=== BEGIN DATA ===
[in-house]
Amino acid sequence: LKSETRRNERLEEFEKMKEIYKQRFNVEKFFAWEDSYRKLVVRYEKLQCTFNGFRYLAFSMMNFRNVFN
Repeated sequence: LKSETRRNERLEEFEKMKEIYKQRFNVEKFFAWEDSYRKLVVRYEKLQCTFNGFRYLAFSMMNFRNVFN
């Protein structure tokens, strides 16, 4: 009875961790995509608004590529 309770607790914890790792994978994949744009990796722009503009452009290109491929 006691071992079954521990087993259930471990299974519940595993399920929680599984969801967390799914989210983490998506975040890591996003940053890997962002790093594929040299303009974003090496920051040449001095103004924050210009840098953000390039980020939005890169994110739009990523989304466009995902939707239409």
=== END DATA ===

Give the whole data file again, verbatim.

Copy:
[in-house]
Amino acid sequence: LKSETRRNERLEEFEKMKEIYKQRFNVEKFFAWEDSYRKLVVRYEKLQCTFNGFRYLAFSMMNFRNVFN
Repeated sequence: LKSETRRNERLEEFEKMKEIYKQRFNVEKFFAWEDSYRKLVVRYEKLQCTFNGFRYLAFSMMNFRNVFN
């Protein structure tokens, strides 16, 4: 009875961790995509608004590529 309770607790914890790792994978994949744009990796722009503009452009290109491929 006691071992079954521990087993259930471990299974519940595993399920929680599984969801967390799914989210983490998506975040890591996003940053890997962002790093594929040299303009974003090496920051040449001095103004924050210009840098953000390039980020939005890169994110739009990523989304466009995902939707239409």